The debate over gun laws has become an American trope. Victor Jones explores the topic in this article.
Americans possess an infinite capacity for shock, even in the face of the inevitable. It’s like watching the same movie 100 times yet still being surprised by the ending. For the past several weeks, we’ve all witnessed the violent hellscape of senseless shootings play out across the country time and again, only for someone in each of the stricken communities to utter those now familiar words, “I can’t believe it happened here.”
The only thing that changes each time is the name. Columbine, Virginia Tech, and Sandy Hook have been replaced by Nashville and Louisville, but the aftermath is always the same: candlelight vigils with oceans of flowers surrounding smiling pictures of the victims, deflated balloons, and rain-soaked teddy bears. The real surprise is that we hold out hope the killing will stop.
Every year, over 40,000 Americans lose their lives to gun violence, more than half by suicide. Although mass shootings generate the most sensational headlines, they represent only three percent (647) of the remaining 20,000 fatalities. The day-to-day violence happening in our cities and towns is so ingrained in the culture it doesn’t register to those outside of its immediate orbit.
When tragic events occur like the shootings of Ralph Yarl in Kansas City for ringing the wrong doorbell or Kaylin Gillis in upstate New York for merely turning into the wrong driveway, the responses are as predictable as a metronome. The left calls for stricter gun control measures and more resources for mental health counseling. The right sends thoughts and prayers while gun sales spike after each new tragedy.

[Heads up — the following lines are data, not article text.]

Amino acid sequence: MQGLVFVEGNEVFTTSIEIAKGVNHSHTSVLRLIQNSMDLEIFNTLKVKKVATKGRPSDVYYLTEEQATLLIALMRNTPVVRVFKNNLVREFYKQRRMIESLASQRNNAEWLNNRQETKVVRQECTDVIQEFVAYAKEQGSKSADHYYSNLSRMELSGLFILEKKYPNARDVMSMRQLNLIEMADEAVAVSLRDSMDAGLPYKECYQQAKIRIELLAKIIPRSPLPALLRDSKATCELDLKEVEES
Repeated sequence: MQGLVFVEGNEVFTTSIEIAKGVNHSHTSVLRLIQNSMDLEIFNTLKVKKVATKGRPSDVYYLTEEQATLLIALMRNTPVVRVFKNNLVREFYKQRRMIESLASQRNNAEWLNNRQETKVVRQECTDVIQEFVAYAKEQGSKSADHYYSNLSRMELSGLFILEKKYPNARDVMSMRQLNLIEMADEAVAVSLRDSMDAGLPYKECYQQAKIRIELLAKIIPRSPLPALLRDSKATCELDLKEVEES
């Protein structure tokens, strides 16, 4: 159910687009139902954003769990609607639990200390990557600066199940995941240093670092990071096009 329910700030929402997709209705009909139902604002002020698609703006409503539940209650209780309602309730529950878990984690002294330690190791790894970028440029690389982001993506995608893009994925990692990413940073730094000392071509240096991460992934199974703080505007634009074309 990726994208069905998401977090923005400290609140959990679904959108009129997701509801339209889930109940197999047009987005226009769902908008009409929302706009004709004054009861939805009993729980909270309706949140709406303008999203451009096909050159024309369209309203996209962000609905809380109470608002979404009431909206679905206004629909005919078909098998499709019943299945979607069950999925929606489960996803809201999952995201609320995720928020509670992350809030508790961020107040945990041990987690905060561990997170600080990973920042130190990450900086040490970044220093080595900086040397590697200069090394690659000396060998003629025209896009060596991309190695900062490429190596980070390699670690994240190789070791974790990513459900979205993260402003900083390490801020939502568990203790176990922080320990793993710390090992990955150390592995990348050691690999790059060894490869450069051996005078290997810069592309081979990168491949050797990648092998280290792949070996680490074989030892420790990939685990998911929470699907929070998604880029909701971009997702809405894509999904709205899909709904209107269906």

Both sides offer unserious solutions and talking points that speak to their respective bases, but no substantive proposals that could make a real difference. It is time to move past wishful thinking and face this epidemic with clear-eyed realism.
With the 2nd Amendment held sacrosanct by a large percentage of the population and razor thin margins in both houses of Congress, there is no chance of any law being passed that would significantly curtail access to guns. Even if there were, history tells us it probably wouldn’t make that much of a difference. The measure most frequently called for lately, the banning of assault rifles, has been tried before to minimal effect. In 1994, President Bill Clinton signed the Violent Crime and Law Enforcement Act into law. According to a 2013 Department of Justice study of the law’s effectiveness in reducing crimes committed with the banned guns, the results were “mixed.
Key points include:
- Resources for mental health
- The collective crisis of alienation
- The only nation in the world with more guns than people
Read the full article, America’s DNA, on Substack.